7th Circuit Holds that Contamination Does Not Automatically Mean Irreparable Harm

The 7th Circuit Court of Appeals recently found that a company did not have to conduct any additional cleanup at its site based on a RCRA citizen suit when the company was already conducting a remediation with state oversight. Lajim, LLC v. General Electric Company, Nos. 18-1522 & 18-2880, Decided March 4, 2019. In 2004, Illinois EPA and the Illinois Attorney General’s Office brought an enforcement action against General Electric Company (“GE”) to conduct a remediation at GE’s manufacturing plant in Morrison, IL. GE entered into a Consent Decree to investigate the extent of the contamination and prepare and submit work plans for the investigation and remediation. From 2010 through 2013, GE  moved forward with the investigation of the Site. In 2013, plaintiffs (the neighbors of the GE plant), filed a RCRA suit claiming that the contamination presented an imminent and substantial danger to health or the environment and requested injunctive relief.

The District Court for the Northern District of Illinois found that the groundwater was contaminated and that it may cause imminent and substantial endangerment, and thus held GE liable under RCRA. Lajim, LLC v. GE, 2017 U.S. Dist. LEXIS 144704 (N.D. Ill. 2017). However, the District Court denied plaintiffs’ request for an injunction that would have ordered GE to clean up the property.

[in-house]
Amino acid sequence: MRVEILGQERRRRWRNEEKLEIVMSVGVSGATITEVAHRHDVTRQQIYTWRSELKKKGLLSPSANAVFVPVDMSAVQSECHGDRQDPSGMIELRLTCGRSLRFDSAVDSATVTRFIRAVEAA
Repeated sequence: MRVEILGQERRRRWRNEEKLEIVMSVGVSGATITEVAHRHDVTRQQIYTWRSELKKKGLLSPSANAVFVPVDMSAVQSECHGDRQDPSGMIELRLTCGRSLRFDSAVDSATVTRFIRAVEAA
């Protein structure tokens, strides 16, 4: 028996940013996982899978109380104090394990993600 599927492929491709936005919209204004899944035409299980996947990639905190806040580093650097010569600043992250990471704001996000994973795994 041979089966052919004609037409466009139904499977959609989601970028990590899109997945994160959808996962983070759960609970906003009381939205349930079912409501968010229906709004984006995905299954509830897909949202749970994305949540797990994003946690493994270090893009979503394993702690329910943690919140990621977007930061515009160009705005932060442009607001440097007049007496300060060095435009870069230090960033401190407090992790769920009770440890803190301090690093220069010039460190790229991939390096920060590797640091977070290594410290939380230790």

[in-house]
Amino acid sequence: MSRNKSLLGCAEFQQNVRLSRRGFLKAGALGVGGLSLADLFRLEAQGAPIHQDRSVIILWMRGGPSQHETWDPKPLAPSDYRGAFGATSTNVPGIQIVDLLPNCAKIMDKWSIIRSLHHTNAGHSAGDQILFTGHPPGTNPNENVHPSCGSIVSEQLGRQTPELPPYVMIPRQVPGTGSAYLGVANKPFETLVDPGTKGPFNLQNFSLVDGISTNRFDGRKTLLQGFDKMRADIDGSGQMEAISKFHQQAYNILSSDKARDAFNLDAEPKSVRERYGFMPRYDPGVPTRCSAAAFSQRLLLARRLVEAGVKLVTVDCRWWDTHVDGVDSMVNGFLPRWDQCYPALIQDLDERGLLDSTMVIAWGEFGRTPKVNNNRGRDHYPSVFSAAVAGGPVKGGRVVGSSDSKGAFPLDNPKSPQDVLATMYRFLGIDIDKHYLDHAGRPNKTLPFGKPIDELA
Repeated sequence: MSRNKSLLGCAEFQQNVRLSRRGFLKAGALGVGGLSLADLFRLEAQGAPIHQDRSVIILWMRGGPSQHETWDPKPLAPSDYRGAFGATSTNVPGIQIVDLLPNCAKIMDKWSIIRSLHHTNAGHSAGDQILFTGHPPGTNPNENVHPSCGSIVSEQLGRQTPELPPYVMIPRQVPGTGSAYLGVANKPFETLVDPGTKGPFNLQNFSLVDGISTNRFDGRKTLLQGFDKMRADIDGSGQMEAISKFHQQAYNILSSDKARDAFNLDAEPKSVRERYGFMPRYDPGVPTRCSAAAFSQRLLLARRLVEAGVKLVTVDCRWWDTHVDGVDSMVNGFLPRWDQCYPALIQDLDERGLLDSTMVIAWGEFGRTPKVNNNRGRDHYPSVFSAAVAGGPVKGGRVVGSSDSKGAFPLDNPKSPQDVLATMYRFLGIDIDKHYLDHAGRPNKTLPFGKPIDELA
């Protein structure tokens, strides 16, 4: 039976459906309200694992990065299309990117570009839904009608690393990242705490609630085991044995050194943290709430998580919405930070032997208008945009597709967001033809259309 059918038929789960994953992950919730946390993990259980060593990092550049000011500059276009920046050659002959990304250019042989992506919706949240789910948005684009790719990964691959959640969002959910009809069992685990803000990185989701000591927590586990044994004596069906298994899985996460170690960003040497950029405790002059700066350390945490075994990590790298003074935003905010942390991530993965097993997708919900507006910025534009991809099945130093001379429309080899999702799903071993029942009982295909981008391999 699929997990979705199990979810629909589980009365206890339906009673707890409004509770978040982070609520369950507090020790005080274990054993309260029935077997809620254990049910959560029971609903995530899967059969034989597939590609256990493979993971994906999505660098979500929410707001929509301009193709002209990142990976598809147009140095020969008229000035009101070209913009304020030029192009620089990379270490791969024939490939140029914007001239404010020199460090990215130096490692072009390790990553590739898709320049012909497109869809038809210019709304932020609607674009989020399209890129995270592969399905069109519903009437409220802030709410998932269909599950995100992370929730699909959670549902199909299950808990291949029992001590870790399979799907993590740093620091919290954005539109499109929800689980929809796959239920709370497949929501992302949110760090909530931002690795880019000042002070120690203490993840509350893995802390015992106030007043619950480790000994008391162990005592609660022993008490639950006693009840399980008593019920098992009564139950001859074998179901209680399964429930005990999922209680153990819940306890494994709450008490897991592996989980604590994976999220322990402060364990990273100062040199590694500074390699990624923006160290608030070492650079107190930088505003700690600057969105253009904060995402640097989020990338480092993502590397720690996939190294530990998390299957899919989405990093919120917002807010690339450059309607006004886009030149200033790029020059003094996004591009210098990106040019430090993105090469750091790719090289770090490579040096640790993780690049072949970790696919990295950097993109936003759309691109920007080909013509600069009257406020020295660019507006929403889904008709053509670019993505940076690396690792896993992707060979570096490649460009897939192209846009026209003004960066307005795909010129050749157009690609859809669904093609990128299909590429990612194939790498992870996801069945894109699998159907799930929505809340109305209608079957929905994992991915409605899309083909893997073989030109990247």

The 7th Circuit upheld the lower court’s conclusions. Plaintiffs argued that because the District Court found GE liable under RCRA, then the Court was required to issue injunctive relief. The 7th Circuit rejected that argument on three levels. First, the 7th Circuit looked at the plain language of the RCRA statute, noting that nothing in the language mandates injunctive relief. Second, the 7th Circuit found that  traditional equitable principles continue to apply to environmental statutes, and the principles of equity apply when considering an injunction. Thus, under RCRA, merely finding liability does not mean an automatic injunction. Instead, a court must consider traditional equitable factors to determine the necessity of injunctive relief. Third, the 7th Circuit found that plaintiffs must show harm or a risk of harm. Plaintiffs did not provide the Court with sufficient facts to conclude the Consent Order in the state action was deficient and ineffective, or facts to contradict Illinois EPA’s review and approval of the cleanup.

Importantly, both Courts rejected plaintiffs’ claim that irreparable harm is “self-evident” where there is contamination. The 7th Circuit concluded that RCRA is not a “cleanup” statute, and “does not require a court-ordered cleanup where the court has not found such action necessary to prevent harm to the public or the environment…”


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